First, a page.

While Symbian seems to be Nokia’s unloved child and is fading in terms of worldwide shipments, it isn’t ready to be completely written off yet. The platform is still the leader in mobile web browsing according to StatCounter, which tracks web usage.
StatCounter’s figures, which Royal Pingdom examined, show that Symbian took a 33.55 percent share in smartphone web browsing up from 30.25 percent at the start of the year, keeping it ahead of iOS, which saw its slice decrease from 25.02 at the beginning of the year to 22.61 percent in December. Android followed with 21.76 percent, up from 14.61 percent at the start of the year. Meanwhile, Research in Motion’s BlackBerry OS fell from 15.03 percent in January to 7.82 percent.
The figures don’t track with recent device sales marketshare. Gartner last month said that Android led all third-quarter shipments with 52.5 percent ahead of Symbian (16.9 percent), iOS (15 percent) and BlackBerry (11 percent). But it reflects the fact that Symbian has been a market leader until very recently and still has a big installed base. Even with declining sales this year, it’s still got a lot of people using its devices, especially in emerging markets, where Nokia is selling a lot of cheap devices. Symbian’s strong showing might also be due to the fact that it has a lesser selection of apps, so users are more apt to go online compared to iOS or Android users. As I recently reported, app usage is on the rise and eclipsing mobile browser use in the U.S.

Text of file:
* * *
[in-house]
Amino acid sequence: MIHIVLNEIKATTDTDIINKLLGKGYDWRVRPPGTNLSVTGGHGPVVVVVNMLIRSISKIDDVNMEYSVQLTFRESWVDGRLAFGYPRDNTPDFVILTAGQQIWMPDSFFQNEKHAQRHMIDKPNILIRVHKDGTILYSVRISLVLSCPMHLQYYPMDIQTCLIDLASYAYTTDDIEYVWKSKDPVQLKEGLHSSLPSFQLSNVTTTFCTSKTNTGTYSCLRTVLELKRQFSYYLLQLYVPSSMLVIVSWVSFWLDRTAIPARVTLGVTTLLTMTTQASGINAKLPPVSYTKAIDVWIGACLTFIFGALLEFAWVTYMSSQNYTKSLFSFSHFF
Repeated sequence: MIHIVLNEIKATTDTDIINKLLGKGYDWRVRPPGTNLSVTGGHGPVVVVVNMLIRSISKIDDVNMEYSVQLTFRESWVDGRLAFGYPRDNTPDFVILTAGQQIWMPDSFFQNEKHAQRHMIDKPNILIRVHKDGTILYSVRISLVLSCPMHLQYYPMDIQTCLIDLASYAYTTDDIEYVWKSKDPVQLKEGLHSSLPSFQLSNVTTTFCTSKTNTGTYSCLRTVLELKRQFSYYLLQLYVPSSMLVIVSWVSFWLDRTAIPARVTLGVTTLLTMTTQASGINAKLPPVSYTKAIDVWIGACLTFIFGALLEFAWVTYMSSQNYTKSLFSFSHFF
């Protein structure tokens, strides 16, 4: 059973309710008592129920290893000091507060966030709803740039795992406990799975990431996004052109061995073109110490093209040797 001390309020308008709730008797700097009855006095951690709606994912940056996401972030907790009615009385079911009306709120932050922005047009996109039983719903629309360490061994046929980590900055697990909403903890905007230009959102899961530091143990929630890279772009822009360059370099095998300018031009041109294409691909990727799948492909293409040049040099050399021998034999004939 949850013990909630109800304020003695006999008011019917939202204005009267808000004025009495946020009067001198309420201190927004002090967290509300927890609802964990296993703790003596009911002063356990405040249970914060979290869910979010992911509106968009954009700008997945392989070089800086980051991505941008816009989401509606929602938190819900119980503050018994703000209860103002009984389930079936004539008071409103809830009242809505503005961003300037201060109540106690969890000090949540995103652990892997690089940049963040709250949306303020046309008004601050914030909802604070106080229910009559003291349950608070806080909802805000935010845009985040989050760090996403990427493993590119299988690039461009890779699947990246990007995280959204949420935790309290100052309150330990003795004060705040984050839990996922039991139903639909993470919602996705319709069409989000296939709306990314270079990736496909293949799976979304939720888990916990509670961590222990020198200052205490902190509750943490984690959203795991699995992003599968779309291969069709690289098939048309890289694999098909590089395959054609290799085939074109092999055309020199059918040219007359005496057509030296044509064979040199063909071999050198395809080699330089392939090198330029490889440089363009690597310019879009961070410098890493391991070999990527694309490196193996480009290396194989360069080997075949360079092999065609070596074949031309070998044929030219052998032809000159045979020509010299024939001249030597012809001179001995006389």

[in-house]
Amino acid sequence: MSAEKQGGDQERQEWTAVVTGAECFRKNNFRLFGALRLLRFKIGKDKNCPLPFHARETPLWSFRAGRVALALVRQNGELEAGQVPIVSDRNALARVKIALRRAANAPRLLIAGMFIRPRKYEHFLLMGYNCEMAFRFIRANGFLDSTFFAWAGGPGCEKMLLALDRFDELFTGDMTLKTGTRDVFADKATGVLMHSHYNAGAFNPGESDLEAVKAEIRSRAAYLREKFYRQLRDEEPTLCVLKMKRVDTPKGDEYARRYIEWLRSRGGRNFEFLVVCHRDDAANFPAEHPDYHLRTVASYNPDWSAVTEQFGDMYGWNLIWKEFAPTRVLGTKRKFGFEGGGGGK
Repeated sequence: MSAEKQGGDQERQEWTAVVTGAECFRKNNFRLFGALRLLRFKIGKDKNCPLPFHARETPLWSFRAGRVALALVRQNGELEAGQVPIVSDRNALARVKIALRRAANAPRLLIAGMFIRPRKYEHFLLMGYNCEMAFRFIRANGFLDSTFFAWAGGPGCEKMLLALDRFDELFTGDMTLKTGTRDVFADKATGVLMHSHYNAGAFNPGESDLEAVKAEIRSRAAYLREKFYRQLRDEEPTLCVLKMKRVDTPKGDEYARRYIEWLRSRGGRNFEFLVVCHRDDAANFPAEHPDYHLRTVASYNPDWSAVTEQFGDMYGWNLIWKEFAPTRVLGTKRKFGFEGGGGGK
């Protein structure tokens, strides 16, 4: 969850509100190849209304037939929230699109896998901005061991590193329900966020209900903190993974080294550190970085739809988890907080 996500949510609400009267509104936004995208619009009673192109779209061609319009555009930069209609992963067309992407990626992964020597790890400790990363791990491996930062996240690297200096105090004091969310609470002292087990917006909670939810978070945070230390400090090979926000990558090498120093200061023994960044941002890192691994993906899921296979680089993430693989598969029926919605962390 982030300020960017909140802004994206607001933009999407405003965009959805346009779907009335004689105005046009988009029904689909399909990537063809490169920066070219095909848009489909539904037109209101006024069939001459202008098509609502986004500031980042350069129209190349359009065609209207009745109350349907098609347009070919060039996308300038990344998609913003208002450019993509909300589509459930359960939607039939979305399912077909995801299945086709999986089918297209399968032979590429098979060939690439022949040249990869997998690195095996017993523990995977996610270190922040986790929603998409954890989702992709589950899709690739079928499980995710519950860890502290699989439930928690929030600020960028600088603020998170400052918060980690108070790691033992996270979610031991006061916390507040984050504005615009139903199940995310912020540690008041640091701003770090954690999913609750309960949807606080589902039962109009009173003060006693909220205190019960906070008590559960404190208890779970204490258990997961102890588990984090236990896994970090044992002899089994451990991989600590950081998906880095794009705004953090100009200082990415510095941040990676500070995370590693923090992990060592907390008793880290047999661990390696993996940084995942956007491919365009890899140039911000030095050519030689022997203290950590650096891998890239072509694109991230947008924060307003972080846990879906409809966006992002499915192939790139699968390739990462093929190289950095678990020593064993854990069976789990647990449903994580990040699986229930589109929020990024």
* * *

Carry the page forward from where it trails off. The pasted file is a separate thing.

People shouldn’t assume that Symbian is still a top contender considering where recent sales have been going. But the StatCounter data also shows there’s an opportunity in emerging markets that will be up for grabs as Symbian sales decline. If Nokia can hold on to that market with Symbian phones or get those existing customers to switch to Windows Phone 7 based devices, it has a shot at staying very much in the game. Microsoft-based phones, however, didn’t even show up on StatCounter’s figures.
Staying competitive in developing markets is going to be tough as cheaper and cheaper Android devices flood the market. RIM has also been doing more and more business overseas in emerging markets but it will face a challenge as it moves to QNX-based phones late next year that will make it harder to hit some of the lower price points it’s reaching with current phones. Apple could take a share with cheaper or smaller iPhones while Samsung is also poised to compete with its Bada OS.
Symbian’s ability to stick around is a nice bragging point for Nokia, which can use some good news right about now. But it may just be a reminder of its former glory. The bigger question is who jumps into the markets where Symbian is still popular? That will be an interesting battle in 2012.